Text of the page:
The thing with “English-speaking privilege” (akin to white privilege, straight privilege, etc.) is that as English speakers, we expect the world to be suited towards our English-speaking needs, and we try to measure all usage of the English language by our own narrow standards. And why? Well, to us, we feel that English has been widely accepted as the “norm” – the supposed “standard” for modernization. As English speakers, we expect English to have one purpose and one purpose only: as a vessel for the coherent and syntactically-and-semantically correct communication of words, thoughts, and ideas. So when we see English used in an unfamiliar context, we treat it with the same regard as any other example of English we see in our everyday lives, instead of acknowledging the possibility that to others, the entire concept of the English language may hold a different meaning than that of our own.
Granted, that’s not entirely the same conversation - she’s talking about the use of English in Korean lyrics, while the writer of “Ruining Idol English” is talking about how fluent English speakers (native or otherwise) are reduced to being English-sound vending machines, thus supposedly chipping away at their language skills (though the article does briefly invoke lyrics like Rainbow’s “easy access line”, presumably to point out the low fluency standard for English in K-pop/the kinds of things these poor native speakers are forced to say).
It stinks because it takes the fact that language proficiency - or really, proficiency in anything - atrophies with disuse and makes it out to be controversial, problematic, and/or artificially imposed (“your company hacks away at your English”). It’s a fact, and it’s only a problem if you view English fluency as something precious and valuable that must never be corrupted by using Other languages, and I do mean to capitalize that. It has little to do with K-pop, other than the fact that idols are people who more or less need to speak in Korean in public all the time with fewer opportunities to speak non-Korean languages in public or in private.
And finally, it stinks because it says Jessica and Tiffany “sound like bimbos”. (How does a bimbo sound, pray tell?) The video the writer cites is not a real interview in which they have to give their opinions, but a promotion for a smartphone application. Despite the article’s title, here the writer is not concerned with their grammar or fluency, but with their “cotton candy for brains”. I think any vapidity in the video (which actually sounds like casual conversation to me, not exceedingly stupid) comes from a lack of improvisational skill, not intelligence.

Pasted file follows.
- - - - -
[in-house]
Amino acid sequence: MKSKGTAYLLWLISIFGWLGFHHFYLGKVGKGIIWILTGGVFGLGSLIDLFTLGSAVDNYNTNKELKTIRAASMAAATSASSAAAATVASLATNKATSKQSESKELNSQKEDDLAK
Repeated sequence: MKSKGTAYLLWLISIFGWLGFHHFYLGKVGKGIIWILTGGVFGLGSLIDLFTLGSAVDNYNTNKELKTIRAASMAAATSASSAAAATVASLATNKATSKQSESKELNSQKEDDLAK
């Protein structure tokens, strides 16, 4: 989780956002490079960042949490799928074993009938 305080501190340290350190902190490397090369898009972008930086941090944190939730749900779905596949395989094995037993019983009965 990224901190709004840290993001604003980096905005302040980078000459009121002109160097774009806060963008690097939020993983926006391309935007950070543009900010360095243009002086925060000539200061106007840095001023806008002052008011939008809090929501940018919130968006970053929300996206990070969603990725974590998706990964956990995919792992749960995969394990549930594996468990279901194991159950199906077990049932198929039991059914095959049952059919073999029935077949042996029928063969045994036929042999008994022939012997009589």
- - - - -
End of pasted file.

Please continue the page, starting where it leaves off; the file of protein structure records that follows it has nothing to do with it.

To associate English proficiency (the article’s main topic) with intelligence is WAY ethnocentric, and anyway it’s a different, longer, and way more tired argument: Why do pop stars all sound like airheads?
2:21 pm • 26 November 2011 • 16 notes
#language #privilege #culture
“Don’t be offended.”
Here’s how the game goes: Someone makes a music video, or a piece of art, a remark, or anything, really, that invokes imagery that could be construed as culturally offensive. If you are playing the game, you make a comment (usually on a website, in response to someone’s posting it) that contains your opinion about and evaluation of the quasi-offensive object.
Your opinion can only fall into one of two categories: either you are Offended, or you are Not Offended. There is no middle ground. Being Offended includes any reaction that happens to mention disapproval of or discomfort with the cultural insensitivity present in the work. By default, it is also considered to be an attack on the artists themselves. Reactions of the Not Offended range from simply ignoring the offensive part to outright denying it (usually phrased as “I don’t see what’s offensive about this”).
The winner, according to who fights the hardest and most indefatigably, will always be those who are Not Offended. Rarely are these people marked as ignorant or containing discriminatory biases themselves; instead, they are seen as having “risen above” the possibly offensive content and able to enjoy the work itself, therefore possessing a more refined level of artistic/cultural appreciation. The Offended, on the other hand, get trapped in their own need to argue convincingly and bogged down in trying to communicate in terms the other side will understand, and are ultimately defeated as soon as someone utters the words: “Don’t be so offended.”